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In the context of a copyright case, a defendant's prior bad acts and prior conduct are more useful to a plaintiff than is typical in civil litigation.
In the context of a copyright case, a defendant’s prior bad acts and prior conduct are more useful to a plaintiff than is typical in civil litigation. In many instances, copyright infringement lawsuits are brought against defendants who have been sued before for infringement, or related misconduct, or who have been the subject of allegations or informal complaints, or who simply have experience in copyright matters. Under Federal Rule of Evidence 404(b), the use to which prior bad acts and conduct may be put by a plaintiff in a regular civil case is limited, and Federal Rule of Evidence 403 balances the probative value of the evidence against prejudice. In copyright cases, however, as a practical matter, the plaintiff has somewhat more latitude, and such evidence may serve several distinct objectives. A defendant’s history, whether related to the misconduct at issue or not, may be used by a savvy plaintiff in three ways: 1) to establish willfulness, and thus both enhance the statutory damages award and obtain attorneys’ fees under the Copyright Act; 2) to establish knowledge, and thereby make a case (where appropriate) for contributory infringement; and 3) as a basis for injunctive relief.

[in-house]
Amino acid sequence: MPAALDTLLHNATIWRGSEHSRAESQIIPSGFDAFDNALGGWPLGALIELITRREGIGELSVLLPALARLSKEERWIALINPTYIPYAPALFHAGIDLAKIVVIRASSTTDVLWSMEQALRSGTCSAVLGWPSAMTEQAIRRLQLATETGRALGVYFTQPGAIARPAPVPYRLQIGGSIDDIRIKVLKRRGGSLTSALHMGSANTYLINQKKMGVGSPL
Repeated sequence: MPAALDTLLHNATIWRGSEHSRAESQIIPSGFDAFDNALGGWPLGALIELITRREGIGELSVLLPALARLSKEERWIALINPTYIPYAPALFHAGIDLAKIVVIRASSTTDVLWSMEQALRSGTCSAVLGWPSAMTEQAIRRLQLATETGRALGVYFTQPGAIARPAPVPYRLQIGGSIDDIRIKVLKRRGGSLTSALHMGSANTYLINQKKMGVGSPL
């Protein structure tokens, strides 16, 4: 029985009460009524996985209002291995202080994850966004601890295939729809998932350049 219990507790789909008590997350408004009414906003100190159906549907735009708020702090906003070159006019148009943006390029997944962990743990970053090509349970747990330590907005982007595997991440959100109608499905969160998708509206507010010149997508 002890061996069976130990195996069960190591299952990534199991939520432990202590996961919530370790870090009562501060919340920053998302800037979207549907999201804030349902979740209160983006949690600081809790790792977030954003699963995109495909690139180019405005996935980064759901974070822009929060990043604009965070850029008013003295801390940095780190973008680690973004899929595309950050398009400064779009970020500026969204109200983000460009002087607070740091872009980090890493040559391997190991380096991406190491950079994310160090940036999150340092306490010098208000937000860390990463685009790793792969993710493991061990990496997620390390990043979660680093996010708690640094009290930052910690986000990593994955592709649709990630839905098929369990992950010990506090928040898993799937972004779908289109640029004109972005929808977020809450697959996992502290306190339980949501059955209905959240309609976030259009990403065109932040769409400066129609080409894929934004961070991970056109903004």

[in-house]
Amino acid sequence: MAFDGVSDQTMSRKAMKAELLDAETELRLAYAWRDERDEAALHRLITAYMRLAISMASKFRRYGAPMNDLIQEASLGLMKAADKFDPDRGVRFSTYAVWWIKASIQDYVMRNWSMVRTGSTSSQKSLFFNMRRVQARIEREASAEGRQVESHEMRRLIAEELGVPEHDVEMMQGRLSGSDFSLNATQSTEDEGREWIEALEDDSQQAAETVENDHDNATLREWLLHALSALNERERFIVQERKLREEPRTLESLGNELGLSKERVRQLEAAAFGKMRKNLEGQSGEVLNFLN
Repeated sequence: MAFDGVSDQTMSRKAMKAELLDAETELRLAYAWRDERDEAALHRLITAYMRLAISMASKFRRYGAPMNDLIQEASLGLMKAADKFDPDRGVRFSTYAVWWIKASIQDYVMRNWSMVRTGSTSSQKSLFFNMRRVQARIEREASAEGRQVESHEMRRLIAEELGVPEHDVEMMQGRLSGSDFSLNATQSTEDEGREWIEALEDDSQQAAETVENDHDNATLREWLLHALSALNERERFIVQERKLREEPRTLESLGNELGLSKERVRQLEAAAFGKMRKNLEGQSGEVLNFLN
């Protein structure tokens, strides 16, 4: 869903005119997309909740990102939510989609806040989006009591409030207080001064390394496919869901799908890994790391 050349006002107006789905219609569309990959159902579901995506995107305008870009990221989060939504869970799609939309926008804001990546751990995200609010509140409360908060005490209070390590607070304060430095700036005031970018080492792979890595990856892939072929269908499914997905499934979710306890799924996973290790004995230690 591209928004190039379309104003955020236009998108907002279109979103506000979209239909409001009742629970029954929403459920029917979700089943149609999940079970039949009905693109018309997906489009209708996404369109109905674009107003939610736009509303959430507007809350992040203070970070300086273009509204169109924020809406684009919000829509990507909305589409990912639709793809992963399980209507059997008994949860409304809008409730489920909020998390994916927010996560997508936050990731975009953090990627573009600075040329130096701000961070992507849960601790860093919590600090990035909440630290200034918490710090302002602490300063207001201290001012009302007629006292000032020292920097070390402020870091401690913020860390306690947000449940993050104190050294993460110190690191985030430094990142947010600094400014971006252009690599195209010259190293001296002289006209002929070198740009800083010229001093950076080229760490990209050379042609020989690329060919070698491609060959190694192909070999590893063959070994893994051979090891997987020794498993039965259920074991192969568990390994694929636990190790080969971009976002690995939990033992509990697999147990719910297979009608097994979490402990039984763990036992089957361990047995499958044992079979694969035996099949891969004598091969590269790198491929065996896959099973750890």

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By Sarah Benowich
Romag Fasteners, Inc. v. Fossil, Inc.
The Supreme Court, settling a circuit split, held that, although highly important, willfulness is not a prerequisite for a trademark infringement plaintiff to obtain a profits award.
By Anthony J. Dreyer
On May 14, 2020, the U.S. Supreme Court resolved a circuit split, finding that any preclusion of litigation defenses must comply with traditional res judicata principles, and ruling that Lucky Brand was not precluded from asserting its defenses in its long-standing trademark litigation against Marcel Fashions Group
By Shaleen J. Patel and Sushmitha Rajeevan
Machine learning allows certain AI to create entirely new content based upon the materials it used to learn. In the process of creating new content, AI may create copies of copyrighted works in memory storage as a byproduct of its overall output sequence. This article explores authorship and ownership of such AI-generated content, and to what extent, if any, can copyrights be infringed upon when AI reproduces copyrighted works for machine learning.
By Rudy Kim and Chris Han
Holding that the parties’ executed agreement mooted the issues in the case, the Federal Circuit recently reversed a district court’s decision to grant summary judgment of non-infringement despite the parties’ agreement. The decision builds upon prior Federal Circuit case law giving effect to settlement agreements.